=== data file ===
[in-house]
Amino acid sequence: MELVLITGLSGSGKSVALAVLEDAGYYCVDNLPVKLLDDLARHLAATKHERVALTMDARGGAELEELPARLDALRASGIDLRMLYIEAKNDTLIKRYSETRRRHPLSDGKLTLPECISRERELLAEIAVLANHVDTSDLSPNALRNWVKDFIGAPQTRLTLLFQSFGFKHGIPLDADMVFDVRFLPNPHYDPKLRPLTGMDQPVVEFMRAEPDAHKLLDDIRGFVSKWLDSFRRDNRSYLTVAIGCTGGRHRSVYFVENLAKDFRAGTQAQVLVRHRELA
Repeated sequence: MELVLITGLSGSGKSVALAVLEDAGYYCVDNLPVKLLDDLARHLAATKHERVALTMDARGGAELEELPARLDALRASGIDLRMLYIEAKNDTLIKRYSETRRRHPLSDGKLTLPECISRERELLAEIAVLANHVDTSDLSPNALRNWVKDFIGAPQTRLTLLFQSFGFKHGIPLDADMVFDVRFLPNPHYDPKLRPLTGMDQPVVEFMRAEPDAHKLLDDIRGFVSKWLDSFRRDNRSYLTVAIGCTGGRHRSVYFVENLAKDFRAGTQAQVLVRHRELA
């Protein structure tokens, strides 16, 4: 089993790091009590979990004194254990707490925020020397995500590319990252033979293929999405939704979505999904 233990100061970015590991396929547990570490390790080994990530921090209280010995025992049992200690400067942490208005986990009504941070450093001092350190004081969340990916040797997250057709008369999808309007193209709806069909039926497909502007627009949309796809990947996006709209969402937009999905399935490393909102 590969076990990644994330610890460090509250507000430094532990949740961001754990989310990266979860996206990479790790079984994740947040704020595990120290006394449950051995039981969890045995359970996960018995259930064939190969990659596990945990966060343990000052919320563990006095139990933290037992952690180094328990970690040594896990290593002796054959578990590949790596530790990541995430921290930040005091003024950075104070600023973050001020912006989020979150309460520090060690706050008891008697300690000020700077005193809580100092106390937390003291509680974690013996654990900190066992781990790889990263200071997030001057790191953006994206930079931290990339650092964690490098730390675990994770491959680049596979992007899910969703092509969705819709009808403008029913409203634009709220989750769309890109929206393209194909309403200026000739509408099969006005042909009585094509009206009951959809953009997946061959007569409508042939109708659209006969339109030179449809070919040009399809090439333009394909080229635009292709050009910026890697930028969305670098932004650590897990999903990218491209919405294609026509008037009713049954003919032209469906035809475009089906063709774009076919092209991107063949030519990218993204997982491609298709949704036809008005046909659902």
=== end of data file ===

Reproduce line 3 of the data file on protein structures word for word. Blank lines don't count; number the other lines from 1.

Repeated sequence: MELVLITGLSGSGKSVALAVLEDAGYYCVDNLPVKLLDDLARHLAATKHERVALTMDARGGAELEELPARLDALRASGIDLRMLYIEAKNDTLIKRYSETRRRHPLSDGKLTLPECISRERELLAEIAVLANHVDTSDLSPNALRNWVKDFIGAPQTRLTLLFQSFGFKHGIPLDADMVFDVRFLPNPHYDPKLRPLTGMDQPVVEFMRAEPDAHKLLDDIRGFVSKWLDSFRRDNRSYLTVAIGCTGGRHRSVYFVENLAKDFRAGTQAQVLVRHRELA